Victoribus Spolia wrote:The issue isn't whether Islamic and Christianity influenced each other, the issue is whether western thought should be regarded as indebted to Islamic preservation, transmission, and commentary on classical source materials. I say NO.


Oxymandias wrote:I think you have forgotten this part of my post:


It is a common myth that Muslims merely preserved Greek documents and only used them without expanding on them at all. I wish to dash this myth. What the West received were not mere translations of platonic works nor were such translations even that popular amongst the thinkers during the renaissance. What the West recieved were interpretations of Plato and Aristotle and expansions of those interpretations. It was the original works of Averroes, Aviennca, Omar Khayyam, Al-Farabi, Al-Kindi, Ibn Arabi, Sabin, Khaldun, and Suhrawardi by which Christian intellectualism had it's foundations. Leibniz, Aquinas, Hegel, and Kant all draw their foundations upon the original contributions of these Islamic philosophers and it is through them that they were capable of writing their works. Furthermore, the birthplace of intellectualism in the West or the college was taken from the idea of the madrasa. It was from that concept by which universities were founded on.

Now you may state that interpretations and expansions upon those interpretations aren't original thought. But you forget that Platonism and all Greek thought are influenced by and interpretations of Egyptian, Persian, and Babylonian thought. I don't think you would call Plato or Aristotle thieves for taking an idea and thinking about it in a new way. This is because ideas can't be owned by anyone.



The West is indebted to the Middle East because it is based on Islamic interpretations and ideas that Western intellectualism as we know it is founded on. It is the Islamic way of thinking which the West has as it's philosophical foundations, not Plato or Aristotle. You seem to think that possession of Greek philosophy in Christian hands means that, by default, Christianity took all of it's thought from those documents. This is false because the Byzantines had a different way of looking at Plato and Aristotle than Muslims did but it is the works of Muslims which the foundation of modern Western thought rests on. I go as far as to say that, if you want to understand Western philosophy, you're better off reading Ibn Arabi than unadulterated Plato because Western philosophy is more connected to Islamic thought than Greek thought.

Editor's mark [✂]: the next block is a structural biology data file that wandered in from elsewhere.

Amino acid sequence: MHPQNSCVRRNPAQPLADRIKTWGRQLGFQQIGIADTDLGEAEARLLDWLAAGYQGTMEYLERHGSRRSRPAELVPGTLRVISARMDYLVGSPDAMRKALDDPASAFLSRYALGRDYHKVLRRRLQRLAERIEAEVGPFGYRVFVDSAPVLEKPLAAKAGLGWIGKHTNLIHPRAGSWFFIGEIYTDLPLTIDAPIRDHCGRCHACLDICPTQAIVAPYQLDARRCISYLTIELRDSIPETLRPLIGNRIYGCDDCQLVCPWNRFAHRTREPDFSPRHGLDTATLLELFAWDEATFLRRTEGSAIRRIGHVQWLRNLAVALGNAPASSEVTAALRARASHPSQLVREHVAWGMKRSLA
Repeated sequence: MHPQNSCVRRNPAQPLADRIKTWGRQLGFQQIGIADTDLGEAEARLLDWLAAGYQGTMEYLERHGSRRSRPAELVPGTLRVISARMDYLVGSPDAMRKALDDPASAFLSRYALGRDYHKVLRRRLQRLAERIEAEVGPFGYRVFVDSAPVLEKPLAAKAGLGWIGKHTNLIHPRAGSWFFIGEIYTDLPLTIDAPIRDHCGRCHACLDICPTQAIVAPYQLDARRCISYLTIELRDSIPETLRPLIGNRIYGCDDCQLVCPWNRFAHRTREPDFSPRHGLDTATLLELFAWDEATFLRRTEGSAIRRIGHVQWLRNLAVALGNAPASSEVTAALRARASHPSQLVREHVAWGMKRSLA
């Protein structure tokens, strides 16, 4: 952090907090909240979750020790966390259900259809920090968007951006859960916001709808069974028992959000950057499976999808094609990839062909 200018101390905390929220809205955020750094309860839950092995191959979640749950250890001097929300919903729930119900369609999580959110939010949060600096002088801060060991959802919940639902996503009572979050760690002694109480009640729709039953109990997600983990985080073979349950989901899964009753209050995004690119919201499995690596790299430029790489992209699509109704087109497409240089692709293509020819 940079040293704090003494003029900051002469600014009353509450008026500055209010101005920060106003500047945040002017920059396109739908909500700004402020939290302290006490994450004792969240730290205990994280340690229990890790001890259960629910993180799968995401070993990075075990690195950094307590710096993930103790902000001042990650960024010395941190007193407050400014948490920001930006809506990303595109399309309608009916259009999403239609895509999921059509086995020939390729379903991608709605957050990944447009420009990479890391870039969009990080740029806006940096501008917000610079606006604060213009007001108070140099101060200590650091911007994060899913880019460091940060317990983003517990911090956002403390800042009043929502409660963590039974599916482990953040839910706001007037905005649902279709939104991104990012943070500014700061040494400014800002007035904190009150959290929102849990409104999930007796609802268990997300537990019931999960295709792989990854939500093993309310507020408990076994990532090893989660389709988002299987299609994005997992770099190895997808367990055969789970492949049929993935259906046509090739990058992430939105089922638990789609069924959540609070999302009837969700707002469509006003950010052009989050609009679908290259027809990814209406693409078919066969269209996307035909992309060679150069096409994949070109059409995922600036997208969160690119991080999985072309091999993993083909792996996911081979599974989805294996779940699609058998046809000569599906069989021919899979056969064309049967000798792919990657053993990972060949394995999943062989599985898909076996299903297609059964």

Victoribus Spolia wrote:and I say NO because Christians had them in their possession prior to Muslims disrupting Christian intellectual circles in their blood-lust expansion and conquest of Christian regions.


Oxymandias wrote:Although I already address this in my previous point (look at what I said regarding Christian possession) I am curious to know exactly why you consider blood-lust expansion and conquest bad when you yourself advocate for blood-lust expansion and conquest for the sake of it. I mean, the Caliphate didn't expand because it just wanted to, Arabia had a quickly growing population and high population density. It was only inevitable that it would pop. The Caliphate only facilitated that need for migration; there was no blood-lust surrounding it. Your ideology however states that conquest in it of itself is good and that expansionism is needed to subdue the aggressiveness found in humans. I don't expect you to like Islamic expansionism but I don't understand how you can see it as barbaric given that Muslims are humans and, in your ideology, also require a need for conquest.


Victoribus Spolia wrote:Following the fall of Rome in the late 5th century, societal recovery in the west, which would have been greatly benefited from intra-Christian trade in the Mediterranean, was utterly disrupted by the rapid and destructive Islamic conquest which is why I have argued that a Christian renaissance could have happened earlier.